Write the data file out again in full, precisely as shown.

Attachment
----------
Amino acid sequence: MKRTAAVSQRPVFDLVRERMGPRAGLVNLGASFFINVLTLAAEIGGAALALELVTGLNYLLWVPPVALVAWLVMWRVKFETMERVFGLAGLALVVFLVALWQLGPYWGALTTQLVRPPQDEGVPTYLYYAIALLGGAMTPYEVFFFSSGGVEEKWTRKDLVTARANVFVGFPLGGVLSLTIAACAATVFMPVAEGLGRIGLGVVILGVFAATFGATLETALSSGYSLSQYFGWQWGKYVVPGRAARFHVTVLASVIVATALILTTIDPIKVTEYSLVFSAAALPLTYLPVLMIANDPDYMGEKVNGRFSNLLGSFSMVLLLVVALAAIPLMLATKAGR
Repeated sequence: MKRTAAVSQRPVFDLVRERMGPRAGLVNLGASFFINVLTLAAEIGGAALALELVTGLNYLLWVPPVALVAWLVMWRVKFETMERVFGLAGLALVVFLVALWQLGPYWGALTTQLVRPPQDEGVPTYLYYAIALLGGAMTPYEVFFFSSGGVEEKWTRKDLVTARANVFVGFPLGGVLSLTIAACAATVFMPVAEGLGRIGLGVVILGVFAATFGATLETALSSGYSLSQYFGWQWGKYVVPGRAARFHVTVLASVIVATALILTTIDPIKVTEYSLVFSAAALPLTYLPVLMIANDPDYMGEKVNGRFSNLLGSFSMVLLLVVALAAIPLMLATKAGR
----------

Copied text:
Amino acid sequence: MKRTAAVSQRPVFDLVRERMGPRAGLVNLGASFFINVLTLAAEIGGAALALELVTGLNYLLWVPPVALVAWLVMWRVKFETMERVFGLAGLALVVFLVALWQLGPYWGALTTQLVRPPQDEGVPTYLYYAIALLGGAMTPYEVFFFSSGGVEEKWTRKDLVTARANVFVGFPLGGVLSLTIAACAATVFMPVAEGLGRIGLGVVILGVFAATFGATLETALSSGYSLSQYFGWQWGKYVVPGRAARFHVTVLASVIVATALILTTIDPIKVTEYSLVFSAAALPLTYLPVLMIANDPDYMGEKVNGRFSNLLGSFSMVLLLVVALAAIPLMLATKAGR
Repeated sequence: MKRTAAVSQRPVFDLVRERMGPRAGLVNLGASFFINVLTLAAEIGGAALALELVTGLNYLLWVPPVALVAWLVMWRVKFETMERVFGLAGLALVVFLVALWQLGPYWGALTTQLVRPPQDEGVPTYLYYAIALLGGAMTPYEVFFFSSGGVEEKWTRKDLVTARANVFVGFPLGGVLSLTIAACAATVFMPVAEGLGRIGLGVVILGVFAATFGATLETALSSGYSLSQYFGWQWGKYVVPGRAARFHVTVLASVIVATALILTTIDPIKVTEYSLVFSAAALPLTYLPVLMIANDPDYMGEKVNGRFSNLLGSFSMVLLLVVALAAIPLMLATKAGR